You’ve fertilized your lawn meticulously, but it is still weak and thin. What else do you need to do? Lime may be the answer.
Why Lime Works Better Than Fertilizer
How do soils become acidic? Over the years, calcium and magnesium, the alkaline components in the soil, become replaced by hydrogen and are lost in drainage water, either naturally or through excessive irrigation. Also, while nitrogen is essential for good growth of grass, heavy applications make the soil more acidic. Not only does lime correct the acidity of the soil by reducing the toxic amounts of aluminum, manganese and iron, but it also supplies calcium and magnesium, which are essential for plant growth. Other benefits of applying lime include less leaching of potassium, making phosphorus more available to growing plants and speeding the decomposition of organic matter in the soil for reuse by plants.
Fertilizers can’t do the whole job of keeping your lawn healthy and beautiful because they can’t raise the pH of acidic soil. Poor lawns, including thin or patchy growth, are often the result of acidic soil. Lime is an excellent, easy way to correct low soil pH.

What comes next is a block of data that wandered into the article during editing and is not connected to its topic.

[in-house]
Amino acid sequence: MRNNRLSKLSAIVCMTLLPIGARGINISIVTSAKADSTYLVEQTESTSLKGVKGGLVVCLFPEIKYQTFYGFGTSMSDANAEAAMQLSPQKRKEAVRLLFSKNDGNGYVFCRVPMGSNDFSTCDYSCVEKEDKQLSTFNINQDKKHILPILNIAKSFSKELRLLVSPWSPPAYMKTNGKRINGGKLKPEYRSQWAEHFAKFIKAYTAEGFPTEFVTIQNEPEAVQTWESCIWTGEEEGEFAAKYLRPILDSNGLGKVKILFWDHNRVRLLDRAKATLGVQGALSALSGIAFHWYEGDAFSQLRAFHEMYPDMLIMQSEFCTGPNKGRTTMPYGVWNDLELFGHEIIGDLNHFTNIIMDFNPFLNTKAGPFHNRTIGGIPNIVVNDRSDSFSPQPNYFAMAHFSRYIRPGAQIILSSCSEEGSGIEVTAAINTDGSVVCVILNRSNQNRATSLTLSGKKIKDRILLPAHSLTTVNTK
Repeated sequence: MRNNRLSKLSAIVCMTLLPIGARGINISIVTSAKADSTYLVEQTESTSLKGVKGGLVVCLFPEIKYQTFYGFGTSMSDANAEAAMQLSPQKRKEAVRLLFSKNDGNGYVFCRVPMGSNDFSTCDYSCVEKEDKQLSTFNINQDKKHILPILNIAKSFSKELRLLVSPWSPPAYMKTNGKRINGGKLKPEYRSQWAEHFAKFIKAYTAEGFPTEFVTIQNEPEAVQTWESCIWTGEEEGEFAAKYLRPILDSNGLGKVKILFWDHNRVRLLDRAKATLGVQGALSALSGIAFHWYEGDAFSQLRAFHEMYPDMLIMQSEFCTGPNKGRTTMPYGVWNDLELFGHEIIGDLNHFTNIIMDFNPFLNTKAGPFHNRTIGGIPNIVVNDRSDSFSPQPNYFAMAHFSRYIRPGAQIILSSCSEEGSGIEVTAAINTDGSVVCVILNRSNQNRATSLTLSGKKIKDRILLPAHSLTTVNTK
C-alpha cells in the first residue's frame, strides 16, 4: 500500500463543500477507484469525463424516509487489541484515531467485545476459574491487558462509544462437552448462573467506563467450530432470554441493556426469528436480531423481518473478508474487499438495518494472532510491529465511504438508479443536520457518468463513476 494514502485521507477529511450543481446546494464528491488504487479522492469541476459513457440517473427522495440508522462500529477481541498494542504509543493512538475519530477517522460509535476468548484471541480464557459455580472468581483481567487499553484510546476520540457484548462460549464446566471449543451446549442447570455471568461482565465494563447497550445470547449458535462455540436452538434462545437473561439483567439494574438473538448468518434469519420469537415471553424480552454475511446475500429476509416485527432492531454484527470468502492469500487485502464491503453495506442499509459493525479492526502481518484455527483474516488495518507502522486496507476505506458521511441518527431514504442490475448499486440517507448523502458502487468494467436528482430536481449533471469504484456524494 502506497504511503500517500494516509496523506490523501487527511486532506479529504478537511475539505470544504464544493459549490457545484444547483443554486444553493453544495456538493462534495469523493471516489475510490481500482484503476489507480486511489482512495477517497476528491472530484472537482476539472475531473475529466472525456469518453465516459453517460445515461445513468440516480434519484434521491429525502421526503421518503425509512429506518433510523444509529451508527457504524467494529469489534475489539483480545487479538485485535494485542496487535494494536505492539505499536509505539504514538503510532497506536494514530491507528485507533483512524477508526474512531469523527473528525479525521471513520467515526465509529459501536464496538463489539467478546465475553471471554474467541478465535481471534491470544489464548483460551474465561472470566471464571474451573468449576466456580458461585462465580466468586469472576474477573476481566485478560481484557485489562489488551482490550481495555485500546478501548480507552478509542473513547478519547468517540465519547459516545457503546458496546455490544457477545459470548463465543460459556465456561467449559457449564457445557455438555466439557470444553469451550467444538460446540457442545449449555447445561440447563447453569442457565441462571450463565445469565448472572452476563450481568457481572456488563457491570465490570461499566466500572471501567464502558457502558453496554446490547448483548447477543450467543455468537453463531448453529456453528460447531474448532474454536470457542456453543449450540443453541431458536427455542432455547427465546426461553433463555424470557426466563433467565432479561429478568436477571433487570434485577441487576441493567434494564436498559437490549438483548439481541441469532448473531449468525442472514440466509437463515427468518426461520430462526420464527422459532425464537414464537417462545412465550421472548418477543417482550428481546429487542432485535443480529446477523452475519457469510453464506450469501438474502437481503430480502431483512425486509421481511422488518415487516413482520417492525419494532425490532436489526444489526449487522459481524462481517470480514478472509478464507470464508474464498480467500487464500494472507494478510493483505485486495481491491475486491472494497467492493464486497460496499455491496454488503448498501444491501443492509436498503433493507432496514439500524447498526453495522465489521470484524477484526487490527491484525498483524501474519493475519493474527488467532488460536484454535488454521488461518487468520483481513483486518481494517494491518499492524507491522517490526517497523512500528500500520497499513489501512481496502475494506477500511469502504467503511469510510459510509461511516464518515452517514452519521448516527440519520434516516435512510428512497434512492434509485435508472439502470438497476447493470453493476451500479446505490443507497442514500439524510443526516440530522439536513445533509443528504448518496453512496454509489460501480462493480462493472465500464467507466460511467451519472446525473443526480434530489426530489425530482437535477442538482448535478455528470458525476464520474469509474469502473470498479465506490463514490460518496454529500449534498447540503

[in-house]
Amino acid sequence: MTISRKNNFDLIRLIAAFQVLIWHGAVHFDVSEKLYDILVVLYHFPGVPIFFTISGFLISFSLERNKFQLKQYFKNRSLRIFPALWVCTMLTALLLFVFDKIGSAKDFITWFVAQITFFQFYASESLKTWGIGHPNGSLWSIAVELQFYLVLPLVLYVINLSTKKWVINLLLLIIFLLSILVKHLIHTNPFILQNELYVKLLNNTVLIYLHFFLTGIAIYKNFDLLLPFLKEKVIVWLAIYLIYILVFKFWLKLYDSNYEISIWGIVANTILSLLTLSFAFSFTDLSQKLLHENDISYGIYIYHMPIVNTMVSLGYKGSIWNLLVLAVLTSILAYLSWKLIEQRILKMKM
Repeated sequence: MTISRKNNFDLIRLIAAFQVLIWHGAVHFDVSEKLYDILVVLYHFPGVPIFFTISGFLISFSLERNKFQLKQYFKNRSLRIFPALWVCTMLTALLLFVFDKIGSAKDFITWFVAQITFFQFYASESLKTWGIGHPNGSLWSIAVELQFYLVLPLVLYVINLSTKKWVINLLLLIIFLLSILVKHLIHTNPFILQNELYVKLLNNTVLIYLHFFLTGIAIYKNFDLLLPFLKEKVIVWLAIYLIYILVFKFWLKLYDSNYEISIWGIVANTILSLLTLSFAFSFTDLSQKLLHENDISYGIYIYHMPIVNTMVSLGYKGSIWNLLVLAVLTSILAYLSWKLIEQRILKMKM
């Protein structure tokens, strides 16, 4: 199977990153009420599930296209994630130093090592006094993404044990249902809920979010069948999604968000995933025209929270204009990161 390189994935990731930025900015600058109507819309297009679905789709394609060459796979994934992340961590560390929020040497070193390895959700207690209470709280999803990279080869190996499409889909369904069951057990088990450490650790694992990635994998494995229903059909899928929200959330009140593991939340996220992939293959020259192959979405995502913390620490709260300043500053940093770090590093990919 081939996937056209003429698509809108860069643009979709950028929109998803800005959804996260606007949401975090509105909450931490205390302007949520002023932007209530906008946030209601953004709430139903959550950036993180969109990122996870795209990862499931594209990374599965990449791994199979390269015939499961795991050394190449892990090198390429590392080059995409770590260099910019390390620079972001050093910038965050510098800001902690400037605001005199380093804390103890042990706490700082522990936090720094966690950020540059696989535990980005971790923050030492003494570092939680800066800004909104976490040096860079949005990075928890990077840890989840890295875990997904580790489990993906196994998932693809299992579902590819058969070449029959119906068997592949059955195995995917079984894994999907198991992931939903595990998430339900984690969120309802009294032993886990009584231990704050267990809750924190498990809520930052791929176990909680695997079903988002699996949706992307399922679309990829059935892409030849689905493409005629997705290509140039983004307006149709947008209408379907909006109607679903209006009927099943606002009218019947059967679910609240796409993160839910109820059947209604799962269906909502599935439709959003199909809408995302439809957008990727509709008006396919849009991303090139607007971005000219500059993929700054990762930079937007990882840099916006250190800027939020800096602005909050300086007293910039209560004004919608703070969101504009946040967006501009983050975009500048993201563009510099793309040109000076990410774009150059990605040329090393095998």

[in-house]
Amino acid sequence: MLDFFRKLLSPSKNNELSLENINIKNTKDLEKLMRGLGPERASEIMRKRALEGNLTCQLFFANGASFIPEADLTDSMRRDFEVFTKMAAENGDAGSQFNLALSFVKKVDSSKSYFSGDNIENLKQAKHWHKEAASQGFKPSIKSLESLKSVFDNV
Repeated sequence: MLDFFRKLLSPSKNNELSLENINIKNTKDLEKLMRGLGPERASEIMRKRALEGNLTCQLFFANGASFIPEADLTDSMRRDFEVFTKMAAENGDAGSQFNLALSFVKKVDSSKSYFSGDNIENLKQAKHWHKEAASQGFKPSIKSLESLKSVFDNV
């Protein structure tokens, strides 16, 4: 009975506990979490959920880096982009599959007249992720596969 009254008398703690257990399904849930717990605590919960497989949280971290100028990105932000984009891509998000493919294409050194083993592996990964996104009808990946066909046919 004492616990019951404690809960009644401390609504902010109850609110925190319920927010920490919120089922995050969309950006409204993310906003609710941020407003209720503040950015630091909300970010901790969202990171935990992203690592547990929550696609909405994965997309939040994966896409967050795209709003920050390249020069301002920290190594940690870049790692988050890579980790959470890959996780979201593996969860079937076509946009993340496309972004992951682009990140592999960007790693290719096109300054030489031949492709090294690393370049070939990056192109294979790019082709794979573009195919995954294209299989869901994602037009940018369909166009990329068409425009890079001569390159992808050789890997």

Liming in Fall
Fall is the best time for liming your lawn because the soil expands and contracts as the temperature fluctuates during the winter months. This motion works the lime into the soil. Also, the increase of moisture during the fall and winter helps “percolate” the ground and coats the soil with lime particles, more evenly distributing the lime so all the soil is improved.
Lime comes in three forms: pulverized, which is a fast-acting powder recommended for the garden; granular, which is sugar-textured and dust-free; and pelletized, which is fast-acting and dust free. Granular and pelletized forms can be applied to the lawn with a drop or rotary spreader. Application rates for the different types of soil are listed right on the back of the product bag. Generally, fifty pounds of lime per thousand square feet will raise the pH ½ of a point.
How can you find out if your soil is too acidic? Bring in a soil sample, ½ cup taken from a depth of 6 inches, for a free pH test or, for a complete analysis of your soil, contact your county agent for a Soil Test Kit.